After thus treating the special case submitted to them, it is not surprising, that the conclusions of the Commission on the general question are vague and unsatisfactory. Part of them are commonplace remarks in which everybody agrees; but in what danger really consists, and how it is to be avoided, is nowhere pointed out. They state: "there is risk of asphyxia when the anæsthetic vapour is not sufficiently mixed with air." The risk is not one of asphyxia, but of over-narcotism, which according to circumstances, may cause death by paralyzing the respiratory movements, and so bear a certain resemblance to asphyxia, or may arrest the action of the heart, and so resemble syncope. They lay down, as a rule: "To take care, during inhalation, that a sufficient quantity of air be mixed with the chloroform, and that respiration be entirely free"; but they do not state what is a sufficient quantity of air; whether 75 parts air to 25 vapour is sufficient, or whether it should be 95 parts air to 5 of vapour, we are left entirely in the dark. The truth is, it ought to be somewhere about the latter quantity, and the vapour cannot ever be breathed with safety in larger proportion [325/326] than 10 parts by measure to 90 of air. The conclusion of the Commission means no more than that there should be sufficient air for the purposes of respiration, and this is a fatal mistake--I say fatal, for there has been a death from chloroform in France, since the adoption of the report by the Academy. It occurred in a public hospital, and would, in all probability, have been prevented, by a different line of conclusions on the part of that learned body. The chloroform in this case was applied on lint, which was placed loosely over the mouth and nostrils. There was no impediment to free respiration, but the man suddenly expired, as in the previously recorded cases; and so long as so powerful an agent as this is given with no better means of regulating its strength than a handkerchief or sponge, such melancholy cases cannot fail, now and then, to happen. Many patients, who have not suffered, have narrowly escaped; several cases of syncope from chloroform were mentioned in the late discussion, and they have frequently occurred in this country under the use of the handkerchief, although it is not part of the action of chloroform, when carefully given, to cause syncope. The pulse may become small on account of struggling or altered breathing; and when sickness follows the inhalation, there is often a degree of depression attending it, but never sudden fainting, which, if caused by the vapour, must depend on a near approach to paralysis of the heart.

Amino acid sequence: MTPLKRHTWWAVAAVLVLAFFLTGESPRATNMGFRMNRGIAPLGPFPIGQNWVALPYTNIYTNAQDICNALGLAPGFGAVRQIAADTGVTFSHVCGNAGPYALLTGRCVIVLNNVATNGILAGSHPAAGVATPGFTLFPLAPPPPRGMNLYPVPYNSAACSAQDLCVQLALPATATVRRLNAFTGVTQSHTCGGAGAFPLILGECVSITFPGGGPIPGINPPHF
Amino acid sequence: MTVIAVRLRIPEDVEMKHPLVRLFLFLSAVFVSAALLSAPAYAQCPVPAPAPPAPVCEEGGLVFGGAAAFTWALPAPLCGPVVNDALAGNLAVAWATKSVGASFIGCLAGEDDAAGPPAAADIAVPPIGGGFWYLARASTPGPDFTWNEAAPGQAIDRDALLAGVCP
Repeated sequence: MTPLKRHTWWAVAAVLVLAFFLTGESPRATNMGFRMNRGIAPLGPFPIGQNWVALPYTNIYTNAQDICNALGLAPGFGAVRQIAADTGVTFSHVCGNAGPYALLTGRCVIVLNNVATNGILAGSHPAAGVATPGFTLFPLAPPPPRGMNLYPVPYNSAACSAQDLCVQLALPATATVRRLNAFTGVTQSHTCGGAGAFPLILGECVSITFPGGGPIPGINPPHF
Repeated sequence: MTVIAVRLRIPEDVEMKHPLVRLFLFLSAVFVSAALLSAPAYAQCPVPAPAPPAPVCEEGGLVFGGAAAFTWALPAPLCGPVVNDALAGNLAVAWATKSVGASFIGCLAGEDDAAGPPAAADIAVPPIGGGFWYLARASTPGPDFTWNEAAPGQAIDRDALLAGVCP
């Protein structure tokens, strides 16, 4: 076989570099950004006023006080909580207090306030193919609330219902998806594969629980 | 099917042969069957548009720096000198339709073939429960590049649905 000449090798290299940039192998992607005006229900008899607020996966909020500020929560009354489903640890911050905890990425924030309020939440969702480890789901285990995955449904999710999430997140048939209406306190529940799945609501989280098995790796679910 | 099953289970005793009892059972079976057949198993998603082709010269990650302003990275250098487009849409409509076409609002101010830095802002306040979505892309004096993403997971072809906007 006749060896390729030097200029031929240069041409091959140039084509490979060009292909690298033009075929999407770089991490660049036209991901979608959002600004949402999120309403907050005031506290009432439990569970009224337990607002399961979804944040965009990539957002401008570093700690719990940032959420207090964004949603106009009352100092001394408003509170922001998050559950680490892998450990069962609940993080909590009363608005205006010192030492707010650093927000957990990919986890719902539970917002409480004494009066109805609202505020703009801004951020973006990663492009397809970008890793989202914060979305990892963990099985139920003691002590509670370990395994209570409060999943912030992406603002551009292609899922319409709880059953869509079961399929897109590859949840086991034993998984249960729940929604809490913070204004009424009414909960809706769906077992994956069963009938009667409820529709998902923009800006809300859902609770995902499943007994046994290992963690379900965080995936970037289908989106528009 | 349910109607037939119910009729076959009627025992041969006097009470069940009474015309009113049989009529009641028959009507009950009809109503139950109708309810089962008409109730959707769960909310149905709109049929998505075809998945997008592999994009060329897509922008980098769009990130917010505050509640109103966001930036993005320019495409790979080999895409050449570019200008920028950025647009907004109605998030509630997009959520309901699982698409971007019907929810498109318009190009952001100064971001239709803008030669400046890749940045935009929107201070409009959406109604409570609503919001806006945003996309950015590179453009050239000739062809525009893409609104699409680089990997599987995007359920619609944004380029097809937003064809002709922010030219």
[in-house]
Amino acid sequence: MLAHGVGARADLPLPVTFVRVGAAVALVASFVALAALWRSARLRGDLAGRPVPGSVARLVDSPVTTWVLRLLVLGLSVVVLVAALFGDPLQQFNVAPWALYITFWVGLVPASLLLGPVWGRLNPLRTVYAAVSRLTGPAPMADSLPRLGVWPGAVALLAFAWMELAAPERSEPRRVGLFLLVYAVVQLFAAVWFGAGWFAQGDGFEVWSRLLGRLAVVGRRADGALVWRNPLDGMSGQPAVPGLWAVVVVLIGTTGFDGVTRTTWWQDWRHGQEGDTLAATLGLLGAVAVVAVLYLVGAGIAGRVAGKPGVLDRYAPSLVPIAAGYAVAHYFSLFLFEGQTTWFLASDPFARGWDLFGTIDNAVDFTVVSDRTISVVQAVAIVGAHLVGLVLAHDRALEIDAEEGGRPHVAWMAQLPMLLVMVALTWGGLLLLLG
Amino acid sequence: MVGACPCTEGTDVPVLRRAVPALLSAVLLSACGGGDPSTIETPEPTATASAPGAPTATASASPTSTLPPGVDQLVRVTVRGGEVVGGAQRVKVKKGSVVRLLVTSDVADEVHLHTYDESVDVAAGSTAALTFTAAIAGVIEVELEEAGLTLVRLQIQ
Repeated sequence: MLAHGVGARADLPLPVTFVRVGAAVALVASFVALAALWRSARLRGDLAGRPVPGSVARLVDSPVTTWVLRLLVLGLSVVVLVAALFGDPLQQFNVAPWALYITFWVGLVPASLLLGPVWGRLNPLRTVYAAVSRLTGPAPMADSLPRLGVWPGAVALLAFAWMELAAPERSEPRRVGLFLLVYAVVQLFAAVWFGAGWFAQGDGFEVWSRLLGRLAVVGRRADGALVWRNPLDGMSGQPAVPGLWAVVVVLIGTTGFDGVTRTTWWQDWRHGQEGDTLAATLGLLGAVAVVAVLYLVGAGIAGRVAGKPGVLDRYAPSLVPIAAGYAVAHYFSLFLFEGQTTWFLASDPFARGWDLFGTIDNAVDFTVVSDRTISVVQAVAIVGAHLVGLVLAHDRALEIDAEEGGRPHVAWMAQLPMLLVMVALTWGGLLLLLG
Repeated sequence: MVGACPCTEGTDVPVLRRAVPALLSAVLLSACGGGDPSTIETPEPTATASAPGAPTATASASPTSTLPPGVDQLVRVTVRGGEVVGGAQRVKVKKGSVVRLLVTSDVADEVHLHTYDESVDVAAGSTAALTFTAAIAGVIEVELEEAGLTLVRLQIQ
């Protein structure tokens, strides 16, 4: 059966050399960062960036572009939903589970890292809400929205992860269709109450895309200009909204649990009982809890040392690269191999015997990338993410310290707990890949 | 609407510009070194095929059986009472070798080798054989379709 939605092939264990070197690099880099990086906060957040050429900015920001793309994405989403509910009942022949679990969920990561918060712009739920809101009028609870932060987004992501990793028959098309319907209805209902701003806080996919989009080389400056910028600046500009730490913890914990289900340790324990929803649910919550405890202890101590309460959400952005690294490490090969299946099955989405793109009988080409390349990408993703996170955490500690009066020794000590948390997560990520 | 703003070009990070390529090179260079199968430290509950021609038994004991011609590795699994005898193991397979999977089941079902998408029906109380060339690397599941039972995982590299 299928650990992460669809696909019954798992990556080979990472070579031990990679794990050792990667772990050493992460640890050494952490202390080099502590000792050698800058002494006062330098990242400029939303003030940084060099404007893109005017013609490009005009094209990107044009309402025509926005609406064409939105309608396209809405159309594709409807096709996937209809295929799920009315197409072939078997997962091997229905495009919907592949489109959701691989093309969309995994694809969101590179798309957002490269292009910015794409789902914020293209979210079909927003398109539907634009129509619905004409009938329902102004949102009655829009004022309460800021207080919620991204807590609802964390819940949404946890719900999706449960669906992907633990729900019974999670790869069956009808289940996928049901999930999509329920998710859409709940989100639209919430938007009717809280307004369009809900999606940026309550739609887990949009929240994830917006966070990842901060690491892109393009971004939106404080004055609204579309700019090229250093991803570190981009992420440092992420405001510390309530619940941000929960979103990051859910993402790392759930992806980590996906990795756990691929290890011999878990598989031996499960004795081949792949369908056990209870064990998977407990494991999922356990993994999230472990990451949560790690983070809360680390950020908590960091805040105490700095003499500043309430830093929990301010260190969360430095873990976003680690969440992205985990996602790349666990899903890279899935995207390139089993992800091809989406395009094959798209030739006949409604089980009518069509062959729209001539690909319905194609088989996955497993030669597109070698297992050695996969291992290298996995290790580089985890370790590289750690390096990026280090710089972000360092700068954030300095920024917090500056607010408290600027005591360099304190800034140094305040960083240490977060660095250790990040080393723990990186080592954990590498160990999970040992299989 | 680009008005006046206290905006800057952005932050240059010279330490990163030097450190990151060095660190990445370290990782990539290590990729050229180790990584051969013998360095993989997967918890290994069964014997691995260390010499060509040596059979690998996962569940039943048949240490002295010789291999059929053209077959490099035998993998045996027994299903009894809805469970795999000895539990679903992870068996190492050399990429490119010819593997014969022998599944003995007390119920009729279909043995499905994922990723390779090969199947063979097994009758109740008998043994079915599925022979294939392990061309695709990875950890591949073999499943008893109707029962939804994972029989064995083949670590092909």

The last recommendation of the Academy is judicious enough, "to suspend the inhalation as soon as insensibility is procured", etc., but unless there be some means of regulating the strength of the vapour, there may be a dangerous increase of the narcotism after the inhalation is suspended, owing to absorption of a large quantity of vapour that may be present in the lungs at the moment, and which will take about twenty seconds to get absorbed and reach the brain; thus accumulating the effect during that period.

M. Roux remarked, that if he supposed it necessary to take all the precautions recommended by some surgeons, he would for ever renounce the use of chloroform. I would reply, that those who are not willing to take very great precautions in using this powerful medicine, should employ ether, in the use of which, danger can be avoided by only moderate precaution, as it cannot act so swiftly as not to give due warning.

54, Frith Street, Soho.